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COVID-19 Update: U.S. Cases Now Reaches 40 Million, 25,000 Cases Per Day Recorded Since Late May

LANDOVER, MARYLAND - MARCH 30: Healthcare professionals prepare to screen people for the coronavirus at a testing site erected by the Maryland National Guard in a parking lot at FedEx Field March 30, 2020 in Landover, Maryland. The guard, in cooperation with the state of Maryland and Prince Georges County, said the site will be able to test about 100 people a day for COVID-19 if they have been recommended by a doctor. There has been 1413 confirmed cases of coronavirus in Maryland and 15 deaths since the start of the global pandemic. (Photo by Chip Somodevilla/Getty Images)

John Hopkins University said the cumulative number of COVID-19 infections in the United States has exceeded 40 million since the start of the epidemic. The fourth wave driven by the delta variant is driving healthcare systems in several states to breaking point.

The New York Times said U.S. was averaging less than 25,000 cases per day on Memorial Day in late May, where many consider the formal start of summer. Still, by Labor Day, that figure had grown to almost 160,000.

According to USA Today, the daily case count in the United States is 316 percent more than it was during Labor Day weekend last year. Hospitalizations increased by 158 percent.

Since the start of the epidemic, 648,910 people have died due to COVID-19, with the daily mortality rate increasing by 55 percent in the last two weeks. The nation had an average more than 1,500 deaths per day for the first time since late March.

ROME, ITALY – MARCH 26: (EDITORS NOTE: Parts of this image have been obscured for privacy reasons) Doctors treat COVID-19 patients in an intensive care unit at the third Covid 3 Hospital (Photo by Antonio Masiello/Getty Images)

ALSO READ: Children Infected With COVID-19 Continues To Spike Due To Delta Variant, CDC Says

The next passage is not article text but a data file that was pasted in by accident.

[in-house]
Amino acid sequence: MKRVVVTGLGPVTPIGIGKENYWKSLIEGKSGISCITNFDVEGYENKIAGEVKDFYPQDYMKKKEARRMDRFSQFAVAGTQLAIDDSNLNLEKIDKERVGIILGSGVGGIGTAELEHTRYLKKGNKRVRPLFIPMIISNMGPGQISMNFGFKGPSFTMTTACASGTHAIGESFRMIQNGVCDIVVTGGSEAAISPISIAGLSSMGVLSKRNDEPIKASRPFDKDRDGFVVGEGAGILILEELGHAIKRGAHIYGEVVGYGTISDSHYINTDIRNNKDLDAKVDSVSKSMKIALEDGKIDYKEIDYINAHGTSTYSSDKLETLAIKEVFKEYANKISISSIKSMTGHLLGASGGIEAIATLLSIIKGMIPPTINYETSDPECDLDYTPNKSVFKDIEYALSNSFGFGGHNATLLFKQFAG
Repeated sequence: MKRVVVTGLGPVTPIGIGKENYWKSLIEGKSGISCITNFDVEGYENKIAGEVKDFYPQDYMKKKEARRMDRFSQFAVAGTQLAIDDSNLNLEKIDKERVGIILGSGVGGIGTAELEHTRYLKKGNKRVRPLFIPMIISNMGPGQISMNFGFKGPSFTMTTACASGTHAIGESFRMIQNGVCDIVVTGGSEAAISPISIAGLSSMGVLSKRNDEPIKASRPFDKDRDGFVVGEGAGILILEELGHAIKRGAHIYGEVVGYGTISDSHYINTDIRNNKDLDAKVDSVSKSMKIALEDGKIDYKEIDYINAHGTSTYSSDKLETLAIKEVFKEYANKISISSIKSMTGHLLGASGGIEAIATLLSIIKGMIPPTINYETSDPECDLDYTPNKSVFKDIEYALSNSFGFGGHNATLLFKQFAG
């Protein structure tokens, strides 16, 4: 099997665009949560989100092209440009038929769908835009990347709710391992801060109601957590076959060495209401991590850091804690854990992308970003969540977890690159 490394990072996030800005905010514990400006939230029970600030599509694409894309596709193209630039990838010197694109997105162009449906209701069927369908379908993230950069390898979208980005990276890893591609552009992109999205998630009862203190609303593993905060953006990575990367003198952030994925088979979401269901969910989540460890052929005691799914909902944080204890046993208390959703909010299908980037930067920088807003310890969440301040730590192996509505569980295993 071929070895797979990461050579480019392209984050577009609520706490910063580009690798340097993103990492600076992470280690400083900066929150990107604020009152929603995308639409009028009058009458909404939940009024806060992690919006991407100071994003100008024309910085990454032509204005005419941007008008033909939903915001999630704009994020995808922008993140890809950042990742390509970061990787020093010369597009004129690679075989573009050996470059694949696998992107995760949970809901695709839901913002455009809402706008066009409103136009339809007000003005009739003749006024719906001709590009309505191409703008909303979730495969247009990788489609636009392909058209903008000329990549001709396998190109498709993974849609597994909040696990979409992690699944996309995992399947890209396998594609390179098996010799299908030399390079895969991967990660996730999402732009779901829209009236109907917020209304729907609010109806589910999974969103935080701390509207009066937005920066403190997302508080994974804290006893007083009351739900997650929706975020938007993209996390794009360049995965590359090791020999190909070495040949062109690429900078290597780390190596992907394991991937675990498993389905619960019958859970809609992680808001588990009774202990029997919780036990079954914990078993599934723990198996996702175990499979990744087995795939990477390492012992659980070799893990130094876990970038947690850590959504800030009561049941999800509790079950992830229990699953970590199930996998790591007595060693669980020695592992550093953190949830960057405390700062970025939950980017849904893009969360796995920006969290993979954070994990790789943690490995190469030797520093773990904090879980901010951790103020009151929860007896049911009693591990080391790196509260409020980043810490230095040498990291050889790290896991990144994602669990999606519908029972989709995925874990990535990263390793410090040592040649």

More Than 100,000 Americans Hospitalized Due to COVID-19

According to a New York Times database, more than 102,000 Americans were hospitalized with COVID-19 as of Sunday because of the coronavirus’s delta form sweeping the nation. For the first time since the first week of February, the average daily number of patients hospitalized by COVID-19 has surpassed 100,000. Consequently, medical institutions throughout the country are once again being pushed to or beyond capacity due to the virus’s unrelenting assault over the last 18 months. Last week, Idaho Gov. Brad Little (R) said that just four adult ICU beds were available in the whole state, out of roughly 400.

Little believes the state is perilously close to enacting statewide crisis care requirements. He went on to say that someone would have to determine who could and couldn’t be treated. In mid-August, Arkansas had just eight ICU beds available. Last month, Oregon Gov. Kate Brown (D) said that up to 1,500 National Guard troops will be sent to assist frontline health care workers. According to the Oregon Health Authority, only 50 of the 638 hospital beds in Oregon were available over the weekend. More than 75% of all inpatient beds in the nation are filled, according to the latest statistics from the Department of Health and Human Services.

After reaching a low point of about 500,000 vaccination doses per day in late July, providers are currently averaging around 950,000 daily doses. However, almost half of all Americans are still unvaccinated, allowing the delta strain to proliferate. In late September, the Biden Administration intended to make Covid-19 booster injections accessible to the entire population. On the other hand, Dr. Anthony Fauci stated on Sunday that it’s “possible” that only Pfizer’s injection would be authorized by Sept. 20. Moderna’s attack may be postponed for “at most a few of weeks.”

According to The Associated Press, the epidemic has caused a nursing shortage, prompting many hospitals to raise salaries substantially to keep employees on the job.

RELATED ARTICLE: COVID-19: Thousands Of Schools Closed Due To Surge of Pediatric Coronavirus Cases

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